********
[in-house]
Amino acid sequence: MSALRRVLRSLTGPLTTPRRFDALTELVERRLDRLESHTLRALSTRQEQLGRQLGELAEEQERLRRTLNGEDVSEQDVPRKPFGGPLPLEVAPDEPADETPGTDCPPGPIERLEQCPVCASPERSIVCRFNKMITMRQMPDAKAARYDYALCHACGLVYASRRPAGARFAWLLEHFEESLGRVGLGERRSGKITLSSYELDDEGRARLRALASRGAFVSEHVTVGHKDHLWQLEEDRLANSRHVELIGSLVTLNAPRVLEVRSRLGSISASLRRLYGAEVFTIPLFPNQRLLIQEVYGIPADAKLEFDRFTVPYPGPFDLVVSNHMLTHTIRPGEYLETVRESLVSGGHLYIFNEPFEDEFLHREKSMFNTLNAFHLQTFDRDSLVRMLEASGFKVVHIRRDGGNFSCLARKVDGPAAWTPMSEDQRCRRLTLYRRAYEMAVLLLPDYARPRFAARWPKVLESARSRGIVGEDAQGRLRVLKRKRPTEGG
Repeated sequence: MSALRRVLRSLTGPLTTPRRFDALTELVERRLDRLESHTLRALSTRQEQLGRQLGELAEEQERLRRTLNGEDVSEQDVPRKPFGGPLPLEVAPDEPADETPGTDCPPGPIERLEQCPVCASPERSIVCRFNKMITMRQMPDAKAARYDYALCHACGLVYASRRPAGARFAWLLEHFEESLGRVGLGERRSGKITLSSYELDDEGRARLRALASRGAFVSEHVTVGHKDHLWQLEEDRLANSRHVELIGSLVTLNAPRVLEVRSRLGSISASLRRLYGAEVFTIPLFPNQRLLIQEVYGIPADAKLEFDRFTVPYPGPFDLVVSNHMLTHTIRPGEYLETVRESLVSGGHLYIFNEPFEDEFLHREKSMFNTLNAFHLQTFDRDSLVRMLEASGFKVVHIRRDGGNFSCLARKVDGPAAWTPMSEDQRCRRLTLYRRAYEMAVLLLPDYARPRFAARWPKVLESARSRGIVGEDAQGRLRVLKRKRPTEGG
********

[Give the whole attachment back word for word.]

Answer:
[in-house]
Amino acid sequence: MSALRRVLRSLTGPLTTPRRFDALTELVERRLDRLESHTLRALSTRQEQLGRQLGELAEEQERLRRTLNGEDVSEQDVPRKPFGGPLPLEVAPDEPADETPGTDCPPGPIERLEQCPVCASPERSIVCRFNKMITMRQMPDAKAARYDYALCHACGLVYASRRPAGARFAWLLEHFEESLGRVGLGERRSGKITLSSYELDDEGRARLRALASRGAFVSEHVTVGHKDHLWQLEEDRLANSRHVELIGSLVTLNAPRVLEVRSRLGSISASLRRLYGAEVFTIPLFPNQRLLIQEVYGIPADAKLEFDRFTVPYPGPFDLVVSNHMLTHTIRPGEYLETVRESLVSGGHLYIFNEPFEDEFLHREKSMFNTLNAFHLQTFDRDSLVRMLEASGFKVVHIRRDGGNFSCLARKVDGPAAWTPMSEDQRCRRLTLYRRAYEMAVLLLPDYARPRFAARWPKVLESARSRGIVGEDAQGRLRVLKRKRPTEGG
Repeated sequence: MSALRRVLRSLTGPLTTPRRFDALTELVERRLDRLESHTLRALSTRQEQLGRQLGELAEEQERLRRTLNGEDVSEQDVPRKPFGGPLPLEVAPDEPADETPGTDCPPGPIERLEQCPVCASPERSIVCRFNKMITMRQMPDAKAARYDYALCHACGLVYASRRPAGARFAWLLEHFEESLGRVGLGERRSGKITLSSYELDDEGRARLRALASRGAFVSEHVTVGHKDHLWQLEEDRLANSRHVELIGSLVTLNAPRVLEVRSRLGSISASLRRLYGAEVFTIPLFPNQRLLIQEVYGIPADAKLEFDRFTVPYPGPFDLVVSNHMLTHTIRPGEYLETVRESLVSGGHLYIFNEPFEDEFLHREKSMFNTLNAFHLQTFDRDSLVRMLEASGFKVVHIRRDGGNFSCLARKVDGPAAWTPMSEDQRCRRLTLYRRAYEMAVLLLPDYARPRFAARWPKVLESARSRGIVGEDAQGRLRVLKRKRPTEGG